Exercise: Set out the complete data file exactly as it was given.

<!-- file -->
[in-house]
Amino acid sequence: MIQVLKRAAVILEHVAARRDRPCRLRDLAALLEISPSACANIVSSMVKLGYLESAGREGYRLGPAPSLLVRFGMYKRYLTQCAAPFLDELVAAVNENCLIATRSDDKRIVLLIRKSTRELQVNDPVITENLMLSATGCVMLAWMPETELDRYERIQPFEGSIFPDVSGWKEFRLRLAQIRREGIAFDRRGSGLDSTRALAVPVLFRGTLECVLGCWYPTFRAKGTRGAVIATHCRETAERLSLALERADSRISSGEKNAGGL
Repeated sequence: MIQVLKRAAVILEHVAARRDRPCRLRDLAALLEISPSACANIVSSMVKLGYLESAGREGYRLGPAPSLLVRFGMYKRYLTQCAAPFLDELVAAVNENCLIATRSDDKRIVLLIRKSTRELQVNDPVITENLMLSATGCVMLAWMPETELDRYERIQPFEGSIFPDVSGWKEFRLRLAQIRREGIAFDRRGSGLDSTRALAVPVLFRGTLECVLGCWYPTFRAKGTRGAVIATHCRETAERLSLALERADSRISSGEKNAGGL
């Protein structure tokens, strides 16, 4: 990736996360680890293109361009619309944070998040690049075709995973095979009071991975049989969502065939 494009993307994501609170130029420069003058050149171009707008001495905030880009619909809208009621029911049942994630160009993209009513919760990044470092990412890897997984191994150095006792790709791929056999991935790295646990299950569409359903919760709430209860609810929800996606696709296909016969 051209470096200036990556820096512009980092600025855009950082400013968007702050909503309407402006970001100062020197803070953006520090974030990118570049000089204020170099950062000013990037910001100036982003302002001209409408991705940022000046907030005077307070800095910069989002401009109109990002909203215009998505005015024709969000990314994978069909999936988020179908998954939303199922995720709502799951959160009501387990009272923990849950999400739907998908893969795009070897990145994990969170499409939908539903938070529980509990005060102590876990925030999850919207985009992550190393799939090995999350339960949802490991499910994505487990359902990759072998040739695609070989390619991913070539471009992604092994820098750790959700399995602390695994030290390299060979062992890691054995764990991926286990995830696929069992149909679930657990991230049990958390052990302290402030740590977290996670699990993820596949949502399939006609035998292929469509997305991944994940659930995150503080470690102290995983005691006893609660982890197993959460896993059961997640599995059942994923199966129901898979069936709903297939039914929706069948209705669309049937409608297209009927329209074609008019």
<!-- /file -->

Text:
[in-house]
Amino acid sequence: MIQVLKRAAVILEHVAARRDRPCRLRDLAALLEISPSACANIVSSMVKLGYLESAGREGYRLGPAPSLLVRFGMYKRYLTQCAAPFLDELVAAVNENCLIATRSDDKRIVLLIRKSTRELQVNDPVITENLMLSATGCVMLAWMPETELDRYERIQPFEGSIFPDVSGWKEFRLRLAQIRREGIAFDRRGSGLDSTRALAVPVLFRGTLECVLGCWYPTFRAKGTRGAVIATHCRETAERLSLALERADSRISSGEKNAGGL
Repeated sequence: MIQVLKRAAVILEHVAARRDRPCRLRDLAALLEISPSACANIVSSMVKLGYLESAGREGYRLGPAPSLLVRFGMYKRYLTQCAAPFLDELVAAVNENCLIATRSDDKRIVLLIRKSTRELQVNDPVITENLMLSATGCVMLAWMPETELDRYERIQPFEGSIFPDVSGWKEFRLRLAQIRREGIAFDRRGSGLDSTRALAVPVLFRGTLECVLGCWYPTFRAKGTRGAVIATHCRETAERLSLALERADSRISSGEKNAGGL
């Protein structure tokens, strides 16, 4: 990736996360680890293109361009619309944070998040690049075709995973095979009071991975049989969502065939 494009993307994501609170130029420069003058050149171009707008001495905030880009619909809208009621029911049942994630160009993209009513919760990044470092990412890897997984191994150095006792790709791929056999991935790295646990299950569409359903919760709430209860609810929800996606696709296909016969 051209470096200036990556820096512009980092600025855009950082400013968007702050909503309407402006970001100062020197803070953006520090974030990118570049000089204020170099950062000013990037910001100036982003302002001209409408991705940022000046907030005077307070800095910069989002401009109109990002909203215009998505005015024709969000990314994978069909999936988020179908998954939303199922995720709502799951959160009501387990009272923990849950999400739907998908893969795009070897990145994990969170499409939908539903938070529980509990005060102590876990925030999850919207985009992550190393799939090995999350339960949802490991499910994505487990359902990759072998040739695609070989390619991913070539471009992604092994820098750790959700399995602390695994030290390299060979062992890691054995764990991926286990995830696929069992149909679930657990991230049990958390052990302290402030740590977290996670699990993820596949949502399939006609035998292929469509997305991944994940659930995150503080470690102290995983005691006893609660982890197993959460896993059961997640599995059942994923199966129901898979069936709903297939039914929706069948209705669309049937409608297209009927329209074609008019």